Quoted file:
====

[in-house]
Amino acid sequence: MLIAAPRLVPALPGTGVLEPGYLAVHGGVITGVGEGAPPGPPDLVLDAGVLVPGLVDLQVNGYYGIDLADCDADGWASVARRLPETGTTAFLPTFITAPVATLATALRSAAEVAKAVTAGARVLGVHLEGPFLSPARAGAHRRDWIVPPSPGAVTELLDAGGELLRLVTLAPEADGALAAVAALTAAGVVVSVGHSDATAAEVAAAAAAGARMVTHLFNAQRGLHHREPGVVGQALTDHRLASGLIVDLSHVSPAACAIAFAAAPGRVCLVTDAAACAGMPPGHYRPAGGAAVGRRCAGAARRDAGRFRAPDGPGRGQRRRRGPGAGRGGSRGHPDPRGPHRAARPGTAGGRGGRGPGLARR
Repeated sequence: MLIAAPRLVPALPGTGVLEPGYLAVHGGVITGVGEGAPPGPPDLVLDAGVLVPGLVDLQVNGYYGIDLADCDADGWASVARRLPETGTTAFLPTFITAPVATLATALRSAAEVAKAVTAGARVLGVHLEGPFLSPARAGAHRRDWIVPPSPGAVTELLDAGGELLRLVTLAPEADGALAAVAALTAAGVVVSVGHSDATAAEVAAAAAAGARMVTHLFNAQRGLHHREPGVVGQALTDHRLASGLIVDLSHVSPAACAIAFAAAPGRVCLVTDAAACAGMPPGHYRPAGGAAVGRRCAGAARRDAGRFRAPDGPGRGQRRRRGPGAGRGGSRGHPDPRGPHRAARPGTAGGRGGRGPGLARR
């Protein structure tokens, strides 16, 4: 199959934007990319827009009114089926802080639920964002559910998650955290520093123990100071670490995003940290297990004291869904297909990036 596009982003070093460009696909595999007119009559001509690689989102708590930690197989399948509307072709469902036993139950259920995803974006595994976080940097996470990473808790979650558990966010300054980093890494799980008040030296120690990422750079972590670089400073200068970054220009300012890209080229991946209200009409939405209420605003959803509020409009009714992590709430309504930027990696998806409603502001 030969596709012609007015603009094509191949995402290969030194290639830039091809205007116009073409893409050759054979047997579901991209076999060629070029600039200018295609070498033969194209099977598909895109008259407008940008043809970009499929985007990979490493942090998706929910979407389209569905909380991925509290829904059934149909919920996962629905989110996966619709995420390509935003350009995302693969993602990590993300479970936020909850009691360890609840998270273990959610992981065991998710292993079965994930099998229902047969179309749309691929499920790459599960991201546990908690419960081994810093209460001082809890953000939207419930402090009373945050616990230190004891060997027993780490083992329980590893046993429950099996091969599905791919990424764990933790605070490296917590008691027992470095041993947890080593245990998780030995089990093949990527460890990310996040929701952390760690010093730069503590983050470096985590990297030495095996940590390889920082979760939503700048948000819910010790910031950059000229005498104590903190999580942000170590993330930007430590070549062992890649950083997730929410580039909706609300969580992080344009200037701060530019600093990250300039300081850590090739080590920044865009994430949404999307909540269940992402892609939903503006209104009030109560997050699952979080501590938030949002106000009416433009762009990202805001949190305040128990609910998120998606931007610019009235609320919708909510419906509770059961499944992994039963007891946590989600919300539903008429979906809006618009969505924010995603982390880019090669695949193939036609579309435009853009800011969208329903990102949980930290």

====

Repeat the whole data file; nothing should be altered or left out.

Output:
[in-house]
Amino acid sequence: MLIAAPRLVPALPGTGVLEPGYLAVHGGVITGVGEGAPPGPPDLVLDAGVLVPGLVDLQVNGYYGIDLADCDADGWASVARRLPETGTTAFLPTFITAPVATLATALRSAAEVAKAVTAGARVLGVHLEGPFLSPARAGAHRRDWIVPPSPGAVTELLDAGGELLRLVTLAPEADGALAAVAALTAAGVVVSVGHSDATAAEVAAAAAAGARMVTHLFNAQRGLHHREPGVVGQALTDHRLASGLIVDLSHVSPAACAIAFAAAPGRVCLVTDAAACAGMPPGHYRPAGGAAVGRRCAGAARRDAGRFRAPDGPGRGQRRRRGPGAGRGGSRGHPDPRGPHRAARPGTAGGRGGRGPGLARR
Repeated sequence: MLIAAPRLVPALPGTGVLEPGYLAVHGGVITGVGEGAPPGPPDLVLDAGVLVPGLVDLQVNGYYGIDLADCDADGWASVARRLPETGTTAFLPTFITAPVATLATALRSAAEVAKAVTAGARVLGVHLEGPFLSPARAGAHRRDWIVPPSPGAVTELLDAGGELLRLVTLAPEADGALAAVAALTAAGVVVSVGHSDATAAEVAAAAAAGARMVTHLFNAQRGLHHREPGVVGQALTDHRLASGLIVDLSHVSPAACAIAFAAAPGRVCLVTDAAACAGMPPGHYRPAGGAAVGRRCAGAARRDAGRFRAPDGPGRGQRRRRGPGAGRGGSRGHPDPRGPHRAARPGTAGGRGGRGPGLARR
């Protein structure tokens, strides 16, 4: 199959934007990319827009009114089926802080639920964002559910998650955290520093123990100071670490995003940290297990004291869904297909990036 596009982003070093460009696909595999007119009559001509690689989102708590930690197989399948509307072709469902036993139950259920995803974006595994976080940097996470990473808790979650558990966010300054980093890494799980008040030296120690990422750079972590670089400073200068970054220009300012890209080229991946209200009409939405209420605003959803509020409009009714992590709430309504930027990696998806409603502001 030969596709012609007015603009094509191949995402290969030194290639830039091809205007116009073409893409050759054979047997579901991209076999060629070029600039200018295609070498033969194209099977598909895109008259407008940008043809970009499929985007990979490493942090998706929910979407389209569905909380991925509290829904059934149909919920996962629905989110996966619709995420390509935003350009995302693969993602990590993300479970936020909850009691360890609840998270273990959610992981065991998710292993079965994930099998229902047969179309749309691929499920790459599960991201546990908690419960081994810093209460001082809890953000939207419930402090009373945050616990230190004891060997027993780490083992329980590893046993429950099996091969599905791919990424764990933790605070490296917590008691027992470095041993947890080593245990998780030995089990093949990527460890990310996040929701952390760690010093730069503590983050470096985590990297030495095996940590390889920082979760939503700048948000819910010790910031950059000229005498104590903190999580942000170590993330930007430590070549062992890649950083997730929410580039909706609300969580992080344009200037701060530019600093990250300039300081850590090739080590920044865009994430949404999307909540269940992402892609939903503006209104009030109560997050699952979080501590938030949002106000009416433009762009990202805001949190305040128990609910998120998606931007610019009235609320919708909510419906509770059961499944992994039963007891946590989600919300539903008429979906809006618009969505924010995603982390880019090669695949193939036609579309435009853009800011969208329903990102949980930290």